With the new path finding routines in our CNC drilling software, and changes to the firmware to allow the user to manually jog the drill head up and down to get more precise alignment during initial set-up, we’re finally happy to say that our cheapo CNC drilling machine is finally complete.
Or at least, complete to a state that we’re happy to release for anyone else to have a go at making their own.
The last little part of the test was making sure that the machine could drill a PCB even when placed on the cutting bed at an angle. Here’s a video showing exactly that:
The drilling is accurate enough for us now (there’s still a little bit of play in the x-axis, but we seem to have done enough to remove/reduce any play in the y axis, even when the bed still needs to travel up-and-down in order to correct for the board being at an angle)
Here’s the final board, as drilled in the video:
The holes on the bottom-right-hand edge may not be absolutely bang on, but they’re good enough to make the board usable, and are about as accurate as you could get by drilling the board by hand. The photo seems to emphasise the amount of drift – it’s probably less than 0.5mm away from the centre of the hole.
Having successfully completed a cnc drill test, we put the machine away!
We reckon our machine fulfills all the criteria set in the CNC drill challenge.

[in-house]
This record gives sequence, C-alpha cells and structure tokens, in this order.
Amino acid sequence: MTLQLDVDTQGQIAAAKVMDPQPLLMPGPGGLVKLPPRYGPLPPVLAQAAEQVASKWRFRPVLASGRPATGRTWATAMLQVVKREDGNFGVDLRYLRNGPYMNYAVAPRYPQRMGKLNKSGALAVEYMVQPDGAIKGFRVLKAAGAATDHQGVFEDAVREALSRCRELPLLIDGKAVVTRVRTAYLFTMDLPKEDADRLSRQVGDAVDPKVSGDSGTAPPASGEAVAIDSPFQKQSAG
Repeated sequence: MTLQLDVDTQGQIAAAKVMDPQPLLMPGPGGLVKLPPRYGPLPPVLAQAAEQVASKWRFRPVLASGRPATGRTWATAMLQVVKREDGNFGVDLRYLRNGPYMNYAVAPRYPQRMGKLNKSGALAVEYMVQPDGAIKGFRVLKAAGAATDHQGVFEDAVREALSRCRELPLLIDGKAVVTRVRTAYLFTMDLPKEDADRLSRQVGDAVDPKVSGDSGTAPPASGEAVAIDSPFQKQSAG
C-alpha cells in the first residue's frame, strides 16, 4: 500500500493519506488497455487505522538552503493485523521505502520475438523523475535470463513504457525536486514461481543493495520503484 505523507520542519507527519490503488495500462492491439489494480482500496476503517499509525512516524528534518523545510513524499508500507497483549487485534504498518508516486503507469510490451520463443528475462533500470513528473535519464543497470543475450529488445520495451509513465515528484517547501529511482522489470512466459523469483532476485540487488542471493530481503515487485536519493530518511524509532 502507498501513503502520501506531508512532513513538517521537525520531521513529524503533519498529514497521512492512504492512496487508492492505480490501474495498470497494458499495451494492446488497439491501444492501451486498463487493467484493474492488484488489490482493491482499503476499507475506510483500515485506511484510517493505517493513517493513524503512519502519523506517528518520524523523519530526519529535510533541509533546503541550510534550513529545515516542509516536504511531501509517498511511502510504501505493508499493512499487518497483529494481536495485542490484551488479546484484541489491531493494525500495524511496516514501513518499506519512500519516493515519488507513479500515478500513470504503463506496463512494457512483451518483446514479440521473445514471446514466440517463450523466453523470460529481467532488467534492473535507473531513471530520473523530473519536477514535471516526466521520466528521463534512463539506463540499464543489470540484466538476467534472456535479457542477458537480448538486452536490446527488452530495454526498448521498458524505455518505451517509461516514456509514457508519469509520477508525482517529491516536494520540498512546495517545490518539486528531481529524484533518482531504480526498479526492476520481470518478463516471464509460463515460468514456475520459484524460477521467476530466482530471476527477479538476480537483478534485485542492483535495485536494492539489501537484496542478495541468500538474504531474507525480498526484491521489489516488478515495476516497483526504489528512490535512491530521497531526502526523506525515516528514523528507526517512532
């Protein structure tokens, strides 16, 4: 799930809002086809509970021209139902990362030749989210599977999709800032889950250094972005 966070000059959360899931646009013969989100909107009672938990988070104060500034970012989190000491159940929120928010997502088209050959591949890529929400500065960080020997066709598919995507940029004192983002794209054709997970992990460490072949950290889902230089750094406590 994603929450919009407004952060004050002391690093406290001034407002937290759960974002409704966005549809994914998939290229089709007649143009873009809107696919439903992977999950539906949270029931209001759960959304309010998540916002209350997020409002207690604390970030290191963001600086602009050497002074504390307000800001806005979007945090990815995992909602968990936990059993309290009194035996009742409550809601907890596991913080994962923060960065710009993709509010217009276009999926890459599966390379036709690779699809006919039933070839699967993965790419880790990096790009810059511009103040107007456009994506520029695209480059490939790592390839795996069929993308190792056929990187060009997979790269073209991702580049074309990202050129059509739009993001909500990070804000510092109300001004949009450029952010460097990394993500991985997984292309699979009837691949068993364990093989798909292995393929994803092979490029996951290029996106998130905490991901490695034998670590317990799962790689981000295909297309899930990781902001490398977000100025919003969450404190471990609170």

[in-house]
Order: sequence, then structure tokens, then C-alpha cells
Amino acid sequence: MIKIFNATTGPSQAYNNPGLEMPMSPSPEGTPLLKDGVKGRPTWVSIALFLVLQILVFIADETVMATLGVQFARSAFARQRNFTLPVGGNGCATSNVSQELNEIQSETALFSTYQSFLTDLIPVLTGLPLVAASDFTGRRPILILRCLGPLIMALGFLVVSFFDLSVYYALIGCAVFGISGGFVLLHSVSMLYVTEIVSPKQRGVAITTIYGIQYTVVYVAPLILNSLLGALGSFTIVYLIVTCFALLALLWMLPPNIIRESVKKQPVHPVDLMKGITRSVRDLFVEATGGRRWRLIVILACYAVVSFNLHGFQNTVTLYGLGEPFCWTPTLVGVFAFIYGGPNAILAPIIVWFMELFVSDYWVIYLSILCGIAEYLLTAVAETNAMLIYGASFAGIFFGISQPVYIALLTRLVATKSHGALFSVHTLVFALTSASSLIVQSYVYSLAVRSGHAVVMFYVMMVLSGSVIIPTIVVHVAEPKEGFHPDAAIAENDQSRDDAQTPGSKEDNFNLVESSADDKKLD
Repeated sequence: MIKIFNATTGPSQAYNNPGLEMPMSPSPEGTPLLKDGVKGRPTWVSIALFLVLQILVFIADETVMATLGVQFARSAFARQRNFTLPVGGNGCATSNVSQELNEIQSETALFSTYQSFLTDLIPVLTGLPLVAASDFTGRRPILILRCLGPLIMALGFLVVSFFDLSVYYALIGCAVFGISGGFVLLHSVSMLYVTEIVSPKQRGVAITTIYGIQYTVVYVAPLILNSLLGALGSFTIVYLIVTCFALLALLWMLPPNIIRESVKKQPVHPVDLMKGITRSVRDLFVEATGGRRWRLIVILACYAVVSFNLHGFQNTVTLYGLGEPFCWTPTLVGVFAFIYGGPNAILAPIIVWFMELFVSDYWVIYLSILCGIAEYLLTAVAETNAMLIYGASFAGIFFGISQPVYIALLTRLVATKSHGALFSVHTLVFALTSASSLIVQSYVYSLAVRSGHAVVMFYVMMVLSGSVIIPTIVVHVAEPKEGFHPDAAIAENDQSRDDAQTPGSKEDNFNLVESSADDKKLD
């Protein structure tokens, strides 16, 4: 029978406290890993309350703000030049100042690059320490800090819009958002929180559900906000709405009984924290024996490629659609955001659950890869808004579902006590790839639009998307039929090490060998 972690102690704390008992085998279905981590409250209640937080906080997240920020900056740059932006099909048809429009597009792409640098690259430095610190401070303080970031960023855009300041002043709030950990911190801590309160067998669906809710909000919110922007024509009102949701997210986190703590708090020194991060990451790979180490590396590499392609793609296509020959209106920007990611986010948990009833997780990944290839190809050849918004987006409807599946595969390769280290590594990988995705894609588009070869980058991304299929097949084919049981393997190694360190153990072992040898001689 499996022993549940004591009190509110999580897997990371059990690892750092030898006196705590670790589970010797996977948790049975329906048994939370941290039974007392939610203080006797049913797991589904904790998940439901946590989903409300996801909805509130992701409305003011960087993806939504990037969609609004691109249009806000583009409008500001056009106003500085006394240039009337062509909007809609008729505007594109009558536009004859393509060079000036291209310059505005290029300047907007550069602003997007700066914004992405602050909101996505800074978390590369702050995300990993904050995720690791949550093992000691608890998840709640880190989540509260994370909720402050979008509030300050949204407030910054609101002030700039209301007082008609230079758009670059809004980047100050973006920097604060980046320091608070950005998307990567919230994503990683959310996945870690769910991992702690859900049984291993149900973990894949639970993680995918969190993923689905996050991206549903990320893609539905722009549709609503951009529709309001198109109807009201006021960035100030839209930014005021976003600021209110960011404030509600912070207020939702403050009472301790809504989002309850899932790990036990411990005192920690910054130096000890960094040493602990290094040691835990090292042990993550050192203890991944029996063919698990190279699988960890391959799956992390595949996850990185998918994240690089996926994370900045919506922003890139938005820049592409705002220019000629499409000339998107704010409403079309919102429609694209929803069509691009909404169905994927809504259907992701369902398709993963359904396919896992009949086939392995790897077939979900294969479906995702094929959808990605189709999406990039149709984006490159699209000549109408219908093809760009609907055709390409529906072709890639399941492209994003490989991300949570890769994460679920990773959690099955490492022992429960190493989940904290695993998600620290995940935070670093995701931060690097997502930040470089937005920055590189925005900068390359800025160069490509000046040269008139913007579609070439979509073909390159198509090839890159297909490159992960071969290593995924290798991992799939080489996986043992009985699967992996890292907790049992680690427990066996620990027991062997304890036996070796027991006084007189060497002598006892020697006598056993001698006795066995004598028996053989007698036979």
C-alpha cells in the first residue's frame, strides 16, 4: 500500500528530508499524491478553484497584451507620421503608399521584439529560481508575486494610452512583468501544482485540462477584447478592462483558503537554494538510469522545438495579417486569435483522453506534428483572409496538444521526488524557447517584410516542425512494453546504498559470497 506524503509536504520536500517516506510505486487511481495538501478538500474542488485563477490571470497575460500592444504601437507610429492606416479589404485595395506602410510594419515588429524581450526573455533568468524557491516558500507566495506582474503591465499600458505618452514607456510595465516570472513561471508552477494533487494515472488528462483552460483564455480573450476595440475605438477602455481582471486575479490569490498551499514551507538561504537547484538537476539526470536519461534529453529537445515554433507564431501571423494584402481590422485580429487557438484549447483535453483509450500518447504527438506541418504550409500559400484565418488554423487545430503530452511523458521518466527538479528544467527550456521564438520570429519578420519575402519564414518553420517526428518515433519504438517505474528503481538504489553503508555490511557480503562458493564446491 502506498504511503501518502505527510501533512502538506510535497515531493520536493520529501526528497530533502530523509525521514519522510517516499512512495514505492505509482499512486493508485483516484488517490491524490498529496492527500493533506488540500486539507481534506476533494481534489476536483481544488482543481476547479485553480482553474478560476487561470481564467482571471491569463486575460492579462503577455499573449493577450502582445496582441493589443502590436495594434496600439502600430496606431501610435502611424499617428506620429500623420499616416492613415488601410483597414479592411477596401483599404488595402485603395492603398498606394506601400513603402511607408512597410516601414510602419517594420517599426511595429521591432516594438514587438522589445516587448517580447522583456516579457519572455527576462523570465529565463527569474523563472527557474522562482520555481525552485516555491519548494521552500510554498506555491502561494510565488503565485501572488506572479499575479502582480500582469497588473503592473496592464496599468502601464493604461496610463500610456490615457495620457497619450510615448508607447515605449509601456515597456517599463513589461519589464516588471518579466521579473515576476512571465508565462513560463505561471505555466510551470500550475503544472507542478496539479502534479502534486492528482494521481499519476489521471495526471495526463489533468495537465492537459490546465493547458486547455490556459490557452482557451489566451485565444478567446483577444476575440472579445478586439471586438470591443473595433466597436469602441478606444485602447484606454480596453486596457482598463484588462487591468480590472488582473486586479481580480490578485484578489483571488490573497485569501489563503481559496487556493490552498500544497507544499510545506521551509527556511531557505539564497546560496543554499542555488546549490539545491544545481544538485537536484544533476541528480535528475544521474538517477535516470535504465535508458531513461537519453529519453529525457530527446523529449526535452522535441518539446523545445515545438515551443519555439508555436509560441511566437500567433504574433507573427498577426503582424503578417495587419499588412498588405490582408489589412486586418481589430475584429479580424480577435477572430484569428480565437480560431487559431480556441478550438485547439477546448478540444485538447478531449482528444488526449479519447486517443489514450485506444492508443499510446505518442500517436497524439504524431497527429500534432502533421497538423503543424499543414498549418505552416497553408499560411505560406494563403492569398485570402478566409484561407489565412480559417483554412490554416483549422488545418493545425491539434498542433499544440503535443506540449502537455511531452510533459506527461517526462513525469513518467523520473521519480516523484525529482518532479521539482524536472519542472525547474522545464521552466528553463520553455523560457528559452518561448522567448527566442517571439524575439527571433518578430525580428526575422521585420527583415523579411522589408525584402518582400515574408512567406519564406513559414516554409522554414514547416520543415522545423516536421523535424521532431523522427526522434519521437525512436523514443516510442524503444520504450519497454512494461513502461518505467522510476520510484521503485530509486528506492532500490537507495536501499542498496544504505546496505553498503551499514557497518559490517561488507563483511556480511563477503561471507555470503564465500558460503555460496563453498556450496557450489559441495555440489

- You can load NC compatible drill files to operate the machine
- It cost less than £50 to build, completely from scratch with new (no salvaged) parts
- It’s accurate to within 0.5mm (despite the dodgy cheapo stepper motors)
- The footprint is less than a sheet of A4 (in storage mode, it’s about 210mm x 160mm)
It’s been a long (and sometimes painful) journey, but it feels great to finally complete a project, not just to a point where it’s working, but to be able to compare it to a list of criteria drawn up at the start, and to be able to tick every one off the list!
Along the way we were introduced to brushless motors and their servo-protocol control boards, created our own stepper motor control boards and our own USB-based protocol for moving them, and proved that rack-and-pinion gearing can be used just as successfully for CNCs as belt drives and leadscrews.
If we were to do the whole thing again?
Probably it’d look pretty similar. Maybe instead of a travelled bed-on-wheels we might use rails (similar to the x-axis) because there is a lot of play in the y-axis. But then again maybe not?
Of course. Better stepper motors would be a great start. When energised, a stepper motor should have no movement in it at all – our steppers have 1mm-2mm of play because of the internal gearing. But then again, this does give us simple movement commands – no messing about with micro-stepping or any of that tricky stuff! We love the simplicity of the rack-and-pinion approach: belt-drives and leadscrews may be more popular, but we reckon we’d stick with ours.
The custom software is enough to make the device usable, but the protocol for sending x- and y- axis values is so simple that allow anyone else can write their own controller software. The latest firmware not only allows you to set a the number of steps to move in both x- and y- axes, but you can also now provide a “ratio” (for every three steps in x, move one in y for example). This means that if a vector line is broken down into enough parts, the machine could be modified to do simple milling – an idea that Justin from BuildBrighton is already working on!